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Cadbury's First-Half Profit Falls, Deal Doubt Weighs

Cadbury, the world's biggest confectionery maker, reported a drop in first-half profitability amid rising dairy prices and said the sale of its North American soft drinks business was still in the balance.

Shares in the maker of Dairy Milk chocolate and Trident gum Hfell as much as 6.5% in early Wednesday trading.

Cadbury said last week it was postponing the sale of its North American soft drinks business, whose brands include Dr Pepper, 7UP and Snapple, because of turbulent debt markets.

The British firm said on Wednesday that a sale was still its preferred option and that interest from potential buyers remained strong, but that it was also now "fully prepared" to demerge the business if debt market conditions do not improve.

Cadbury unveiled plans in March to split in two and focus on confectionery and said last month it would axe 7,500 jobs as part of a cost-cutting drive to lift profit margins towards those of its U.S. confectionary rivals.

The firm declined to say how long it would wait before pursuing a demerger of its North American drinks unit, but analysts said hopes were fading the business would fetch initial estimates of as high as 8 billion pounds ($16.3 billion).

"Protracted uncertainty is not great news for the share price," Panmure analyst Graham Jones wrote in a research note, adding that forecasts for the drinks sale had now fallen to around 7 billion pounds.

Margin Worries

"The drinks process is a concern," said another analyst, who declined to be named. "But I think the new thing today is the margins. I was expecting flat (underlying) margins and they've come in down 30 basis points."

Cadbury said margins were hit by heavy investment behind its entry into the U.K. chewing gum market, as well as a recent rise of about 20% in the cost of dairy products.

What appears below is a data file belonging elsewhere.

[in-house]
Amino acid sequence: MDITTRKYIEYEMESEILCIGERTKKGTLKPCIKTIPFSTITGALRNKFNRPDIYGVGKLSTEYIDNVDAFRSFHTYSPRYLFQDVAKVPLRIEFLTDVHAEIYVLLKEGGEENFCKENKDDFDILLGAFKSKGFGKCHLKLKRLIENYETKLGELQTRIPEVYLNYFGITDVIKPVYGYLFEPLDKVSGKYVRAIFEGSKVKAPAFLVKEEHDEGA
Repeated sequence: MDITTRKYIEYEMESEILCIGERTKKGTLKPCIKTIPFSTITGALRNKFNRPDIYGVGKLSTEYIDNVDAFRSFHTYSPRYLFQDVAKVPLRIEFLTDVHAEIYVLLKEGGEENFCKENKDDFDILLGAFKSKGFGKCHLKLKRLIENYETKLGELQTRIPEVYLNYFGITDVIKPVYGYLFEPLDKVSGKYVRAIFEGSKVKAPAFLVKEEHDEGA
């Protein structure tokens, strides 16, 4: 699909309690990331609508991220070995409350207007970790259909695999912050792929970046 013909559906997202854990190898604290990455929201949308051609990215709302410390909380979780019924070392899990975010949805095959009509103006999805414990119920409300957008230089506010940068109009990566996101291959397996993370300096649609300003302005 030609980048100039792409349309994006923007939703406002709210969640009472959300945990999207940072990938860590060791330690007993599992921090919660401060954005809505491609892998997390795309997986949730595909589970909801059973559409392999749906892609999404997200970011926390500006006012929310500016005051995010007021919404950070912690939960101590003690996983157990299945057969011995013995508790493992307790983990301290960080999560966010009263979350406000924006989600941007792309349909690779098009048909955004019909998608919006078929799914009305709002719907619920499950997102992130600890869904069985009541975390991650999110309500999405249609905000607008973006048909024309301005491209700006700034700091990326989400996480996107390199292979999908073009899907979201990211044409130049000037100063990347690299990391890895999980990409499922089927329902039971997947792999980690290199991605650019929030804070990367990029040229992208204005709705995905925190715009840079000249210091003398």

Chief Financial Officer Ken Hanna said rising dairy prices could add 30-40 million pounds of costs this financial year, but that Cadbury was suffering less than rivals that use milk powder, whose price has risen about 50% in recent weeks.

Chief Executive Todd Stitzer told reporters that Cadbury's investment drive was bearing fruit.

"I'm delighted with the (U.K.) gum launch which has exceeded our expectations," he said on a conference call, adding that juice-centered Trident Splash and long-lasting Trident Soft had captured over 10% of a fast-growing UK gum market.

However, he said margins were unlikely to improve in the second half of the year.

Cadbury said underlying operating profit fell 6% to 180 million pounds ($366 million) in the six months to June 30 as a weaker U.S. dollar offset a 6% rise in revenues.

Forecasts ranged from 176 million to 205 million pounds in a Reuters poll of seven analysts.

The figure excludes the North American drinks business, which Cadbury said was trading in line with its expectations.

Industry sources have said the auction of the North American drinks unit has attracted two private equity teams -- Blackstone Group, Kohlberg Kravis Roberts and Lion Capital on the one hand, and Bain Capital Partners, Thomas H. Lee Partners and TPG on the other.

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